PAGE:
Kujenga Amani (Swahili for “building peace”) is produced by the African Peacebuilding Network (APN) of the Social Science Research Council (SSRC) to provide listeners with informative commentary by scholars, practitioners, and policymakers working in the field of African peacebuiling.
Recorded at various workshops, conferences, and meetings organized by the APN, these podcasts are disseminated with the intention of mapping emerging challenges and responding to knowledge and policy gaps, while simultaneously connecting peacebuilding conversations within Africa to those in other parts of the world in an open and constructive manner.
Be sure to also check out Kujenga Amani, the APN’s online peacebuilding forum.
Disclaimer: The views and opinions expressed by guests on the Kujenga Amani podcast do not necessarily reflect the official policy or position of the African Peacebuilding Network or the Social Science Research Council, unless directly stated otherwise.
Ambassador Macharia Kamau is Kenya’s Principal Secretary to the Ministry of Foreign Affairs and immediate former Ambassador of Kenya to the United Nations.
He has also served as Chairperson of the UN Peacebuilding Commission, UNICEF Executive Board President, Co-Chair of the General Assembly Working Group on the Sustainable Development Goals (SDGs), and as co-facilitator of the post-2015 Development Agenda.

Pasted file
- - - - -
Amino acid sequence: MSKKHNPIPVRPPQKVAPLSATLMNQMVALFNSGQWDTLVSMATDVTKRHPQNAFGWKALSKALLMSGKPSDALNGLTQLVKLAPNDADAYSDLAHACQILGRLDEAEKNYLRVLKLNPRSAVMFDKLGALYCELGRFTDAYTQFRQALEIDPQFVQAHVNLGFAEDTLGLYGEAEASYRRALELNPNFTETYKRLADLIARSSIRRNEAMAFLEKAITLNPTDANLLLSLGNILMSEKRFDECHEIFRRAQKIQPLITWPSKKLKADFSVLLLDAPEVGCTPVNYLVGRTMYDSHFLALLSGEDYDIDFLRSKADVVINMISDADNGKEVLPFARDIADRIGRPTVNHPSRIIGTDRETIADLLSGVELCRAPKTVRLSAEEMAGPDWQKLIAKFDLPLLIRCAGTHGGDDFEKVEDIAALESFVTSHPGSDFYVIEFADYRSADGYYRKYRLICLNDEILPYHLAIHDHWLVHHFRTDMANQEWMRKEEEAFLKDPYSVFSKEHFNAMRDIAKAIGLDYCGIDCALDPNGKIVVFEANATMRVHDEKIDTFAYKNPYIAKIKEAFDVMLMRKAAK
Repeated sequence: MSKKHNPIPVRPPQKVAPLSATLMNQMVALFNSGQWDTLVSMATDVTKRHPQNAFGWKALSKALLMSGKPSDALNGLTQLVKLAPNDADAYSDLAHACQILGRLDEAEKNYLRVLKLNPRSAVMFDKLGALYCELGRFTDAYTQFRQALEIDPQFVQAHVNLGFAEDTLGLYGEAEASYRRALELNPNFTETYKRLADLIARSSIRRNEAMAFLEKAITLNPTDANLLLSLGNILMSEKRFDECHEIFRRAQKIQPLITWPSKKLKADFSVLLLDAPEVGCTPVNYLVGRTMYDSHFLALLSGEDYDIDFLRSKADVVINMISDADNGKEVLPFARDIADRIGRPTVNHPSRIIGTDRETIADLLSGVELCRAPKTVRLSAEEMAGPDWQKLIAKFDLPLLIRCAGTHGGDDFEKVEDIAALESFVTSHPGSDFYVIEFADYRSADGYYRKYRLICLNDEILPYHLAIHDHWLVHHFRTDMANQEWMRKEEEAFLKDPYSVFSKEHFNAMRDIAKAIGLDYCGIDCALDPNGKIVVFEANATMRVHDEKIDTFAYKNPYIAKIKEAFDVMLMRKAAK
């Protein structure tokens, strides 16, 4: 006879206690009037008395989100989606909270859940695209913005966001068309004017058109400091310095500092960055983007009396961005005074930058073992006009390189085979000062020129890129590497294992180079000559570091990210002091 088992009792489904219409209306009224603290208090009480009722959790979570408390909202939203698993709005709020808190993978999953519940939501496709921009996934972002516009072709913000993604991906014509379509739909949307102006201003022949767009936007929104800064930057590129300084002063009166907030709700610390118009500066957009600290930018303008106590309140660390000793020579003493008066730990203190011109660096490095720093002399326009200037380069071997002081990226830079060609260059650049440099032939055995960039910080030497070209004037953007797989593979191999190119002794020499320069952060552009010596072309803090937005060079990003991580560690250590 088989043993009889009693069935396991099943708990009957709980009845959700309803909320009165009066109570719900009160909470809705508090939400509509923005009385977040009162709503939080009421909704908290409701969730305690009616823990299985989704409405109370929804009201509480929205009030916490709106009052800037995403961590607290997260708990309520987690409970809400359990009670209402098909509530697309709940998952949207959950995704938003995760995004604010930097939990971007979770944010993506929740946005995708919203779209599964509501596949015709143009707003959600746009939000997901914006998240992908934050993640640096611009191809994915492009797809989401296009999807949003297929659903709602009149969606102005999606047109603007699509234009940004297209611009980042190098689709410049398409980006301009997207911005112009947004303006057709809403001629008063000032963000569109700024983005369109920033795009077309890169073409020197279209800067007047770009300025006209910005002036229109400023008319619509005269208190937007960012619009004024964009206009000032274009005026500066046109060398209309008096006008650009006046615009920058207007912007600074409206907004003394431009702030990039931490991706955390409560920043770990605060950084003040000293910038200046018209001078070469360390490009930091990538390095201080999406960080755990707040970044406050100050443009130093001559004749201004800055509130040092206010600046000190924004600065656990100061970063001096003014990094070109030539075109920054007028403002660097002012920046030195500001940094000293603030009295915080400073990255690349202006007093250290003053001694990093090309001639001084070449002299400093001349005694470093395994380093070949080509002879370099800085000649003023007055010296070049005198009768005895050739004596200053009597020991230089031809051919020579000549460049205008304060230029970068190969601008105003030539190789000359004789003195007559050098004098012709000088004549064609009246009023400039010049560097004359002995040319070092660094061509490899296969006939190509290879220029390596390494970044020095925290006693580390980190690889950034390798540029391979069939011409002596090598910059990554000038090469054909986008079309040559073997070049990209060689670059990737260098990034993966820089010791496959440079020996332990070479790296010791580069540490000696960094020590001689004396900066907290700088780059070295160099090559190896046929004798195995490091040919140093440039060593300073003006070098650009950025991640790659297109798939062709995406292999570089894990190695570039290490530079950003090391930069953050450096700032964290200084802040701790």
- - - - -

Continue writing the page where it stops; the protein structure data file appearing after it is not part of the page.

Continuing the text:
We spoke to Ambassador Kamau in New York about the changing dynamics of multilateral diplomacy, his time on the UN Peacebuilding Commission, and recent political developments in Kenya.
International peacebuilding efforts in conflict-affected countries, including the DRC, typically prioritize top-down approaches. According to Séverine Autesserre—an expert on peacebuilding, humanitarian aid, and African politics—international peace organizations rarely tap into local knowledge and expertise or consider the voices of local communities.
For episode 2 of the APN (SSRC) Kujenga Amani podcast, we spoke with Séverine Autesserre, a professor of Political Science at Barnard College, about the overall impact of international peacebuilding efforts in the DRC, the difficulty of building peace from the top down and without input from the intended beneficiaries, and the potential for local peacebuilding efforts to transform conflict situations in the DRC and beyond.
Since the founding of the African Union (AU) in 2002, its role in promoting peace and security on the continent has evolved considerably. Compared with its predecessor, the Organization of African Unity, the AU has played a more active role in peacekeeping and peace support operations.
For the third episode of the APN’s Kujenga Amani podcast, we sat down with Paul D. Williams, a professor of Security Policy Studies at George Washington University’s Elliot School of International Affairs. He is an expert in the politics and effectiveness of peace operations, the dynamics of war and peace in Africa, emerging threats in international security, and has published extensively on the peace and security architecture of the African Union.
Professor Williams spoke with us about the history of the African Union’s peace and security institutions, the factors shaping the future of African peace operations, and his personal experiences researching and writing about the African Union.